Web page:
Ethnography of ongoing secure messaging projects – what lessons for development, uses and governance?

Within NEXTLEAP, the Institute of Communication Sciences at CNRS (ISCC - WP3 lead) undertakes a project-long effort of including in a dialectical manner the socio-economic dimension, and the methods of interdisciplinary social sciences, in the devising, development, implementation and adoption of privacy-aware and privacy-preserving decentralized architectures.

To do so, it builds on recent work to learn from previous failures and success stories in the field of decentralized network architectures (see for example the work of the ADAM project, well exemplified by Musiani & Méadel, 2016). This includes a number of qualitative methods drawn from sociology of technology and science and technology studies, which include in-depth case study analysis, ethnography of innovation processes, ethnography of software development, ethnography of software development, “early user” and “power user” adoption.

During Year 1, CNRS has led a survey of thirty potential candidates for in-depth analysis [D 3.1; see also Ermoshina, Musiani & Halpin, 2016], and has eventually moved on to detailed case studies in D 3.3 and 3.5, to be completed in Year 2. For the technical team, lessons will be drawn from this case study work in terms of factors favoring or preventing the adoption of decentralized architectures by large masses of users, user awareness of privacy-enhancing components of such technologies, developers’ awareness of the variety of threat models users have.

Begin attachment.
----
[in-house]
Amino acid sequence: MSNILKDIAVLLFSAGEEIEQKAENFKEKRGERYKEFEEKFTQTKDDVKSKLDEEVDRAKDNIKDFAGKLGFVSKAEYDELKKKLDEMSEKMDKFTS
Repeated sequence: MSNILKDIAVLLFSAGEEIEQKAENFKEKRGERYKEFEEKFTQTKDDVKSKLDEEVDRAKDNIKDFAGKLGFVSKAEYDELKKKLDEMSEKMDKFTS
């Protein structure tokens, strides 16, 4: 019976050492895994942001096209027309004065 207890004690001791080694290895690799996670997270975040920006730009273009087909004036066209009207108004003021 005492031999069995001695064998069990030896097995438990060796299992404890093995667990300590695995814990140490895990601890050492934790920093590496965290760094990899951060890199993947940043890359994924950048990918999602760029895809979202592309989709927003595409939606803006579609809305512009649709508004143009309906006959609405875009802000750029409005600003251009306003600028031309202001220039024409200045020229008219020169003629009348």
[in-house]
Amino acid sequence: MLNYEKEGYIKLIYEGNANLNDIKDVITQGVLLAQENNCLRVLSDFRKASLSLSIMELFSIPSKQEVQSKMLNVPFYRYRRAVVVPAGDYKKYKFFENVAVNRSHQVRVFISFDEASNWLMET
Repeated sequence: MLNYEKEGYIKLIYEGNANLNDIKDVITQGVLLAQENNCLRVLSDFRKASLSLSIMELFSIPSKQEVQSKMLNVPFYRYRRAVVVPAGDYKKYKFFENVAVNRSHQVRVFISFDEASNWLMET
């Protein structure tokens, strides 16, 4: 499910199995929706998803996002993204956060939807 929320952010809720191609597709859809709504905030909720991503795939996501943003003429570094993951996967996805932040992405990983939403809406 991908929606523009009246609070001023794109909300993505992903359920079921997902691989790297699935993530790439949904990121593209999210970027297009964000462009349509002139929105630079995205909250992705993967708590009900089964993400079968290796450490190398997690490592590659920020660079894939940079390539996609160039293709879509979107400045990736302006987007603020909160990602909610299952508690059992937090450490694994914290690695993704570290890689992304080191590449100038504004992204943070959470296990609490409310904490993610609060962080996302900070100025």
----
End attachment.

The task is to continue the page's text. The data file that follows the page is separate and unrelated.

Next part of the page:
In the final part of the project, throughout Year 3, CNRS leads an effort to bring closer – in both conceptualization and policy implications – (de-)centralization and Internet governance.

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